In present study there were 20 cases (55.5%) having NPDR, 9cases (25%) have PDR,and 7cases (19.3%) with diabetic maculopathy. The prevalence in the AIOS study was 21.27% with a range of 12.27% in the central zone and 34.06% in the north zone in India[7]. Prevalence of diabetic retinopathy was estimated up to 18% in urban population of India [8]. In present study it was found consistently that DR was present in cases having duration of diabetes more than 15 years. Most of studies on DR shows that the best predictor of DR is duration of diabetes.  In short prevalence of diabetic retinopathy is positively associated with duration of diabetes. Ronald Klein at al found that duration of diabetes is strongly associated with frequency and severity of diabetic retinopathy. Their study showed 77.8% of prevalence of diabetic retinopathy when duration of diabetes was 15 years or more and 2% prevalence of PDR when duration is 5 years[9].Muhammad Khizar Niazi showed duration of diabetes remained the strongest predictor for any diabetic retinopathy as well as its severity. Patients with duration 5-10 years had 5 times more chances to have non-proliferative retinopathy and 2×106 times more chances for advance retinopathy than patients with duration less than 5 years and no retinopathy[10]. In present study outcome was found to be poor as duration of diabetes increases, this may be due to increased incidence of complications that were observed with increase in duration of diabetes  or it may be due to presence or progression of diabetic retinopathy postoperatively. In present study 75%(14 cases) shown to become worse postoperatively who were having duration of the diabetes mellitus more than 15years. Those cases of PDR with macular edema (100%) and 80% with NPDR with macular edema became worse postoperatively in our study.

In present study iritis was found to be 58.3% in diabetic group as compared to 34.8% in non-diabetic group. Takamura y et al had shown thatanterior segment inflammation as measured by an increase aqueous flare intensity to be significantly increased in diabetic patients with DR as compared to non-diabetic patients[11]. According to Hreidarsson A.B non-dilatation of pupil due to diabetic autonomic neuropathy affects the sympathetic innervations to the dilator muscle [12]. This rigidity of iritis can be one of the reasons for iritis in diabetics.  In present study 46.67% (28 cases)develop posterior capsular opacification in diabetic group. In non-diabetic group 10 cases (23.25%) found to develop PCO. According to study by Ken Hayashi at alin diabetic, PCO was found to be consistent finding involving peripheral portion of capsule[13]. Knorz MC et al showed posterior capsule opacification (PCO) after cataract surgery in diabetic patients is more extensive than in nondiabetic patients[14]. Our study showed similar result with PCO rate more in diabetic.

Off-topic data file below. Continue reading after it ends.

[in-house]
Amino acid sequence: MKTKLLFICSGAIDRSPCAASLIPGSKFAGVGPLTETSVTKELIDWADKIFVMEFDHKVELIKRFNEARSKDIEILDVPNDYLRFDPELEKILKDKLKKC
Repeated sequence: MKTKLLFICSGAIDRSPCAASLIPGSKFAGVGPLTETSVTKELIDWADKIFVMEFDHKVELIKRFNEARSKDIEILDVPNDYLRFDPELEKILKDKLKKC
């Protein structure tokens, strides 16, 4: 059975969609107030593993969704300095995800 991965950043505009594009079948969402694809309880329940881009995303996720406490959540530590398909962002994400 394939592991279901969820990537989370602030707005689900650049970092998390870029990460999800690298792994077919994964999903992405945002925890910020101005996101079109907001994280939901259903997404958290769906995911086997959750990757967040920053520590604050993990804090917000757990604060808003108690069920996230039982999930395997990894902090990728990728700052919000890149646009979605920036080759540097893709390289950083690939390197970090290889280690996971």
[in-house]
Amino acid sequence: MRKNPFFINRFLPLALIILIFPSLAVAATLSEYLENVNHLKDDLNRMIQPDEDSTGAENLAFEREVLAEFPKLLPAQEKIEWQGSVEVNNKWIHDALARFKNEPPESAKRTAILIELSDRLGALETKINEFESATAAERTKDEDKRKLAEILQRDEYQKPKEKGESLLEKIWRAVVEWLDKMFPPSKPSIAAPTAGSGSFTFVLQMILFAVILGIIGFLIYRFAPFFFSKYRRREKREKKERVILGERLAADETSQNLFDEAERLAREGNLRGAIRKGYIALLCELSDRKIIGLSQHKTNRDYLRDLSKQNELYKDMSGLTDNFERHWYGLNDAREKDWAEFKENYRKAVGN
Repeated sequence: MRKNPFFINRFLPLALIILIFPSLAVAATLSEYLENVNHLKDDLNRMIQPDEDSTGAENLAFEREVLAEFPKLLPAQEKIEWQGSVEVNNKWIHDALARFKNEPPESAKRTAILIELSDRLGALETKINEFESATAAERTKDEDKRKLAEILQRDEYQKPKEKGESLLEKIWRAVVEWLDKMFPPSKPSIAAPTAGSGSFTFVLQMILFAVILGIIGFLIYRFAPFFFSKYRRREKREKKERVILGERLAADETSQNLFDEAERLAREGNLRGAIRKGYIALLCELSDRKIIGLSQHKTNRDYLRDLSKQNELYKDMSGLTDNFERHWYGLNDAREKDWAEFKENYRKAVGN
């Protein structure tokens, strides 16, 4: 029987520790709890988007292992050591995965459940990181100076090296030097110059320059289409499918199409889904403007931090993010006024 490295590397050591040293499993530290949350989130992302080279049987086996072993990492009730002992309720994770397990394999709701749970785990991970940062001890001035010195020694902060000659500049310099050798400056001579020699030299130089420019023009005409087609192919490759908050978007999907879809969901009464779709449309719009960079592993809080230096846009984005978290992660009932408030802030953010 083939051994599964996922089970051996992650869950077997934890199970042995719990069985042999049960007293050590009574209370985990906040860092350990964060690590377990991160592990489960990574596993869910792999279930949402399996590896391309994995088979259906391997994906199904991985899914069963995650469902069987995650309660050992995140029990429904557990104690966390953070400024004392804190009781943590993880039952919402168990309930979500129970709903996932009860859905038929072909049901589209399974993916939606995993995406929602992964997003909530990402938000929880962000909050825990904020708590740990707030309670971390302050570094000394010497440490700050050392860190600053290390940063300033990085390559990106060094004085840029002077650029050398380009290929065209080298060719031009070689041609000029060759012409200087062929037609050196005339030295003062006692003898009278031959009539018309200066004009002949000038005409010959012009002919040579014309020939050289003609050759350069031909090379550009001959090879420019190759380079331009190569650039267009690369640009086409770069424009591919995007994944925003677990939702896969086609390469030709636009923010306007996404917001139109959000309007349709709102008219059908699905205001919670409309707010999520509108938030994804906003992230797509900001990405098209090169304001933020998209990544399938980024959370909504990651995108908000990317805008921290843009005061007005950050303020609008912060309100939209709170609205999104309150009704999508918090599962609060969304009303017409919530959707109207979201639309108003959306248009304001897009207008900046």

Lloyd M  et al showed intracapsular cataract extraction in  diabetic population, without regard of the preoperative status of the retinopathy, was associated with a statistically significant incidence of postoperative rubeosis iridis/neovascular glaucoma [15] whileTownes CD, Casey ER and Cramer FK do not mention rubeosis iridis/neovascular glaucoma at all as a postoperative complication[16][17]. In our study too there was not a single case of NVG or vitreous hemorrhage. Earlier studies of Lloyd M et al showing NVG after cataract surgery may be contributed to the intracapsular cataract extraction technique.

Also in present study from diabetic group only 2 cases had vitreous loss following rupture of posterior capsule (PCR) of lens.Among non-diabetic group not a single case of PCRnoted among non-diabetic group.Chitkara et al found that diabetes mellitus increased the risk of VL[18]. Ninn-Pedersen K, Stenevi U showed presence of diabetes mellitus and vitreous loss due o PCR did not significantly correlated[19]. Lumme P, Laatikainen LT showed similar result [20]. In current study only 2 cases develop vitreous loss as complication may be due to improvement in techniques of cataract surgery.

Summary and conclusion: The study was conducted to aim to observe visual outcome and postoperative complications after small incision cataract surgery in diabetic and non-diabetic group. Cataract surgery in diabetic group gives good results provided patients diabetic status is under good control and needs to be operated in early stages of DR for better results.

Recommendations: Small incision cataract surgery gives as good result in diabetic patients as that of non diabetic patients provided diabetes should be under good control pre and postoperatively and if operated at early stages of diabetic retinopathy.

Current study adding to existing knowledge: Small incision cataract surgery is a safe and economical method even in diabetes patients and can be consider as safe procedure for diabetic patients in developing countries having lack of access to health care,provided diabetes should be under good control pre and postoperatively.

Footnote: Grant support and financial disclosure: None

Authors contributions

Aparna. K: Concieved, designed, Statistical analysis and manuscript writing, Snehal. R: Literature search and editing of manuscript.

Aparna. K: Did review and final approval of manuscript